7 AI Terms Every Internal Communicator Must Know

7 AI Terms Every Internal Communicator Must KnowIn the past year, the popularity and awareness of Artificial Intelligence (AI) has skyrocketed, but many corporate communicators do not have a good handle on what it is, how it works, or what the terminology actually means.

Like any new or emerging technology, AI has both positive and negative potential, but before those can be discussed, its important to understand basic terms and definitions.


Artificial Intelligence is a computer simulation of human intelligence, produced by a software program. When a computer system is designed to mimic human mental processes of thinking, knowing, learning, and understanding, and performs the type of work that normally requires a human such as producing content, apparent reasoning, and decision-making, and solving problems, it is considered an AI.

Generative AI

A form of artificial intelligence which produces content such as text, images, audio, or code.

Traditionally, AI software was preprogrammed with rules to perform a specific task, usually identifying patterns and relationships as a result of processing, categorizing, and indexing large data sets. This is how Netflix makes movie recommendations, as the AI makes predictions or inferences on what you may like to watch by comparing what you have watched to what others have watched.

A generative AI also processes and analyzes a large set of data  yet doesn’t apply it to a specific task. It uses machine learning techniques to build models which can respond to inputs and then output its predictions in the format of the data itself. A generative AI will produce text and images based upon the large volume of text and images it has processed and learned from.

Machine Learning

This is the development of computer programs which are able to adapt and change outputs based upon new data inputs, without human reprogramming interventions.

A Model is a logical framework which mimics reality.

Like an architect’s model of a building on a table used to study traffic patterns, structure and building requirements. Having a model allows stakeholders to make more accurate predictions about how the building will look and function when built. An AI model takes new data inputs and predicts a logical outcome based on what it has learned.

Training is an education process which informs the model.

We’ve all likely participated in a Captcha process to somehow prove we are a human by clicking boxes within a picture. This is a form of directed learning, where we are training the machine to better recognize images. A model can be trained with labeled or categorized data, telling it which are correct or incorrect enabling it to learn which are which. This is how a program can tell the difference between a picture of a cat and a dog, after processing thousands of such images and being told which is which. Another form of training is basically trial and error.  The data is not categorized beforehand, but as the system makes guesses, it is told which answers are correct or incorrect, thus reinforcing the answers so the guesses improve over time. This is how AI machines learn to play games like Chess or Go.

Machine learning algorithms apply statistics and probability, linear algebra, and multi-variate calculus to the training data, in order to make educated guesses (predictions or inferences) whenever presented with new data.  All this complicated math requires fast and efficient calculation power, which is why graphical display chip companies like Nvidia have boomed with AI, because their math optimized GPUs are ideal for performing both graphical and AI calculations.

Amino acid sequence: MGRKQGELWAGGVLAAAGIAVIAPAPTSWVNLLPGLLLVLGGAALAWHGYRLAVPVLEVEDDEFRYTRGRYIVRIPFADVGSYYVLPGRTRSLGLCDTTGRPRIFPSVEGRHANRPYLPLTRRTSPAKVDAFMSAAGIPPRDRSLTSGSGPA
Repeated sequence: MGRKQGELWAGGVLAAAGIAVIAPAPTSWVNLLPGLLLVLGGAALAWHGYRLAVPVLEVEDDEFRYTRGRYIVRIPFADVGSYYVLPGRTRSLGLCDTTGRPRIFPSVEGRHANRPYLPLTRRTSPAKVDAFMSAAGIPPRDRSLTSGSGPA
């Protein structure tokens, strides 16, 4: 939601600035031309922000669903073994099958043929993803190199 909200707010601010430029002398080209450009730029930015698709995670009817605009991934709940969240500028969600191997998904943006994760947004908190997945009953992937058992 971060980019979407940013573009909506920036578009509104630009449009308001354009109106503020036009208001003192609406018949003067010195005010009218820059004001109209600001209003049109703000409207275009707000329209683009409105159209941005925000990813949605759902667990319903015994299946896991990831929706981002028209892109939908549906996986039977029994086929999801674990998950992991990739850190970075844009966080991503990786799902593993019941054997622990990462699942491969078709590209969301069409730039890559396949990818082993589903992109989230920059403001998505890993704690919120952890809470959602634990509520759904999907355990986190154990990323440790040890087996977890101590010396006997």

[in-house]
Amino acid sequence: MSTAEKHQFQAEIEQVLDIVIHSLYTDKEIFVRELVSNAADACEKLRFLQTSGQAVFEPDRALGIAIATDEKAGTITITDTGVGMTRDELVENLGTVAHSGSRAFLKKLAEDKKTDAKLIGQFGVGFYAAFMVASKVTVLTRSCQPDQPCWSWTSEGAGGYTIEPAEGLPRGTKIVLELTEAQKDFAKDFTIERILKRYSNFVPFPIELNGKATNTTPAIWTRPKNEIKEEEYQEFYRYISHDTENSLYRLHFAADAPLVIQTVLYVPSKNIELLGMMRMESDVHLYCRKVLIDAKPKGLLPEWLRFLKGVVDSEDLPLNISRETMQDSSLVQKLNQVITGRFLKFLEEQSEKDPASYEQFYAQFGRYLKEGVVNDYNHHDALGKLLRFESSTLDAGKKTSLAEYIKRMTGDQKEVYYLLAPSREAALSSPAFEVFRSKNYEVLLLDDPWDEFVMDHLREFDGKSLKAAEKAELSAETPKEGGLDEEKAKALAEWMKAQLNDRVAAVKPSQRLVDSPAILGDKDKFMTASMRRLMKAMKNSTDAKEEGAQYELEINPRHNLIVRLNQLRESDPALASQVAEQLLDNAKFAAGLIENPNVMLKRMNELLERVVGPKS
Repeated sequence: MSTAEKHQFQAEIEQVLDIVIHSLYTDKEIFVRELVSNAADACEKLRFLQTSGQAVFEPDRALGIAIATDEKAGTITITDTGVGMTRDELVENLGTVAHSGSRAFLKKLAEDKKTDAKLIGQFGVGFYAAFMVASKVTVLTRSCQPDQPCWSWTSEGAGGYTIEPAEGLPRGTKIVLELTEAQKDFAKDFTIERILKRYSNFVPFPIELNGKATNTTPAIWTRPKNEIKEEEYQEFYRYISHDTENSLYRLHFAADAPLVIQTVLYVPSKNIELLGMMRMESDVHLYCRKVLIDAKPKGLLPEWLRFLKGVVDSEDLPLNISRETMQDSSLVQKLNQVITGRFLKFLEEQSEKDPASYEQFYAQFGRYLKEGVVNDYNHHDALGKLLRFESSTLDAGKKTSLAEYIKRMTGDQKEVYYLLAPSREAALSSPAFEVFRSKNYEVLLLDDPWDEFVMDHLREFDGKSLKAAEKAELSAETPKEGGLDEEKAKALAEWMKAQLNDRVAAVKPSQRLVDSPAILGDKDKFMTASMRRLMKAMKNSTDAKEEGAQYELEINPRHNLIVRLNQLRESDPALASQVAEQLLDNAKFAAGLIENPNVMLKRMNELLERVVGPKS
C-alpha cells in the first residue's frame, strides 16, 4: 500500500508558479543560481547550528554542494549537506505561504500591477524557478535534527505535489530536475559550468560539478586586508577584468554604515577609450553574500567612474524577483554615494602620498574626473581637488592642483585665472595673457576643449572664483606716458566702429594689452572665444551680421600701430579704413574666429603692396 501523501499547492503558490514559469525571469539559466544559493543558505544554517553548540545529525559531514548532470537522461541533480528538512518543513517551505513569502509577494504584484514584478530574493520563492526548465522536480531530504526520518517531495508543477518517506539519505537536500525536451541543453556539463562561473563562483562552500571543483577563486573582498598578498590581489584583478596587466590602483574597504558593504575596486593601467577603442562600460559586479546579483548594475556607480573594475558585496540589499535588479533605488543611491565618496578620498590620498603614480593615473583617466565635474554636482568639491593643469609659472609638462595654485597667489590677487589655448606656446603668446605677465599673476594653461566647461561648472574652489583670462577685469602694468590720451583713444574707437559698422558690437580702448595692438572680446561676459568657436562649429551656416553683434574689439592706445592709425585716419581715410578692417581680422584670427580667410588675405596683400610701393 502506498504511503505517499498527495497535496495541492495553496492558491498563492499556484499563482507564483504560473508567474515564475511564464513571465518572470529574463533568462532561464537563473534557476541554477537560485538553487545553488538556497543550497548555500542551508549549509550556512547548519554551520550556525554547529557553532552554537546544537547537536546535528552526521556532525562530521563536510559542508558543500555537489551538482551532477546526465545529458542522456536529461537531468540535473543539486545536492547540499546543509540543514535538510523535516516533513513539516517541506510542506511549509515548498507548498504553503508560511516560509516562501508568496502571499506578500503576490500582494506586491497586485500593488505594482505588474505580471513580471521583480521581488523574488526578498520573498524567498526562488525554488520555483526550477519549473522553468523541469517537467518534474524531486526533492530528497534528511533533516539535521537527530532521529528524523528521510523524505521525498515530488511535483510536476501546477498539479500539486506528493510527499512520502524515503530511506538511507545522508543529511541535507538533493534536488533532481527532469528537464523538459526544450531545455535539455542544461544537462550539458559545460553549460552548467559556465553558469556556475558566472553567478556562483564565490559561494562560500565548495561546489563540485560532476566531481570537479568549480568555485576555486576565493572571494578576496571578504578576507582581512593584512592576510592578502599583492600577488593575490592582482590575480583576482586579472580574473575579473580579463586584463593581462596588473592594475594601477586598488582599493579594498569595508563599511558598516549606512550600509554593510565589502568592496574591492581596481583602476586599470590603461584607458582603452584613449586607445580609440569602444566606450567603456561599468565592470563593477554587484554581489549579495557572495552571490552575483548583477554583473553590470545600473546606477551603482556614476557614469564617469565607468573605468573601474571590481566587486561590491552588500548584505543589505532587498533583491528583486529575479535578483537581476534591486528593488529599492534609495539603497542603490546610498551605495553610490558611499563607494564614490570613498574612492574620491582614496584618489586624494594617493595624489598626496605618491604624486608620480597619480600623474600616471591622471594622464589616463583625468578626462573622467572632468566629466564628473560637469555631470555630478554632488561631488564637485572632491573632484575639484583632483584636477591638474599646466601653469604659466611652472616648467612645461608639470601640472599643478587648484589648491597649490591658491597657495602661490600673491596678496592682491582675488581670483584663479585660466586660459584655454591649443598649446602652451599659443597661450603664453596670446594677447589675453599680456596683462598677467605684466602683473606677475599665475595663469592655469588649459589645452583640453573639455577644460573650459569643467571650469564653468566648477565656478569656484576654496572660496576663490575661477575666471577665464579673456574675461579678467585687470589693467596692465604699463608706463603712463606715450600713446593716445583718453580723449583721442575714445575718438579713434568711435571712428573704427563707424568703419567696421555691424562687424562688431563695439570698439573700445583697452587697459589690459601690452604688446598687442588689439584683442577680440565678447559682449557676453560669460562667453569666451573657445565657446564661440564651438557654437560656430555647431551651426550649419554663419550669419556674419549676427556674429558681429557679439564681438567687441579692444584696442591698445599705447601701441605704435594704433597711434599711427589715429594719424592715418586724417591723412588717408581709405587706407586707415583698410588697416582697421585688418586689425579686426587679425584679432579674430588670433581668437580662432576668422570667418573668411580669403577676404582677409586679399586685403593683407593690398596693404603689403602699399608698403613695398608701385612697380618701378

You experience machine learning AI’s when your credit card company detects fraudulent transactions or when your face gets recognized to give you access to your iPhone.

Large Language Model

This is a computer program which understands human languages. Imagine you have a friend with a photographic memory who has read the entire internet, every word, every phrase, and every paragraph ever recorded online. So, when you ask this friend a question, you would expect a very good, well-articulated answer.

You could also ask your friend to guess the rest of your sentence based on a partial sentence, given their vast knowledge and recall ability of words and their associations. Like an auto-correct feature, but instead of correcting words, an LLM predicts words. LLM even completes entire paragraphs, given that it has read lots of books and papers and knows which words and sentences commonly come next. LLM can quickly edit work, instantly producing variations and replacing words with appropriate synonyms, or rewrite in a particular style of a specific author or genre. They might even translate work from one language to another with relative ease.

It’s like doing a Google search and instead of getting a list of related links, you get an answer. And this is in fact what search engines using LLM’s are now providing.


This is like texting that super-smart friend of yours. You communicate in natural language and provide a set of instructions and constraints. A prompt both selects the topic and filters the results. It’s like asking a robot to follow a recipe. The more detail you provide about what to do or not do, what ingredients to use or not use, and how you want it cooked, the more the dish will be to your liking.

It is essential for internal communicators to familiarize themselves with key AI terms such as Artificial Intelligence, Generative AI, Machine Learning, and Large Language Models to understand the potential impact and applications of these technologies in the corporate world. By grasping these fundamental concepts, communicators can better navigate the evolving landscape of AI and harness its capabilities for effective communication strategies.

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